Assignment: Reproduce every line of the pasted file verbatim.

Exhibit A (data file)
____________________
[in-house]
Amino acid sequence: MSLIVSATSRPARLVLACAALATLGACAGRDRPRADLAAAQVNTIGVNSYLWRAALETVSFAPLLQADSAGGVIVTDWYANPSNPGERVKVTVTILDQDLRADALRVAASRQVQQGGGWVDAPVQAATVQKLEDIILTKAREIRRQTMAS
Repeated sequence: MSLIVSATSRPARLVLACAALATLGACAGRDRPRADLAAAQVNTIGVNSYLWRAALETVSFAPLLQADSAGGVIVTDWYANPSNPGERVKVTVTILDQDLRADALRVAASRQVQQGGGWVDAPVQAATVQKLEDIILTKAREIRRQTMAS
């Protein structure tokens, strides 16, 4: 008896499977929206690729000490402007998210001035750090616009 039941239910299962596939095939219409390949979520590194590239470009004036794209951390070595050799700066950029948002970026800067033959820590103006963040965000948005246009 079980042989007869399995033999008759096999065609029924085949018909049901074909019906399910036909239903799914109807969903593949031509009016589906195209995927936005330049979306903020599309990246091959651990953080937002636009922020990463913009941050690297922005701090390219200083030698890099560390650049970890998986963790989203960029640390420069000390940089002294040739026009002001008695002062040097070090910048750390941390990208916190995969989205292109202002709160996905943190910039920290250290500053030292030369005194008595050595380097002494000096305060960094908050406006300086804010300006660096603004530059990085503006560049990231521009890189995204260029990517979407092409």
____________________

[in-house]
Amino acid sequence: MSLIVSATSRPARLVLACAALATLGACAGRDRPRADLAAAQVNTIGVNSYLWRAALETVSFAPLLQADSAGGVIVTDWYANPSNPGERVKVTVTILDQDLRADALRVAASRQVQQGGGWVDAPVQAATVQKLEDIILTKAREIRRQTMAS
Repeated sequence: MSLIVSATSRPARLVLACAALATLGACAGRDRPRADLAAAQVNTIGVNSYLWRAALETVSFAPLLQADSAGGVIVTDWYANPSNPGERVKVTVTILDQDLRADALRVAASRQVQQGGGWVDAPVQAATVQKLEDIILTKAREIRRQTMAS
């Protein structure tokens, strides 16, 4: 008896499977929206690729000490402007998210001035750090616009 039941239910299962596939095939219409390949979520590194590239470009004036794209951390070595050799700066950029948002970026800067033959820590103006963040965000948005246009 079980042989007869399995033999008759096999065609029924085949018909049901074909019906399910036909239903799914109807969903593949031509009016589906195209995927936005330049979306903020599309990246091959651990953080937002636009922020990463913009941050690297922005701090390219200083030698890099560390650049970890998986963790989203960029640390420069000390940089002294040739026009002001008695002062040097070090910048750390941390990208916190995969989205292109202002709160996905943190910039920290250290500053030292030369005194008595050595380097002494000096305060960094908050406006300086804010300006660096603004530059990085503006560049990231521009890189995204260029990517979407092409």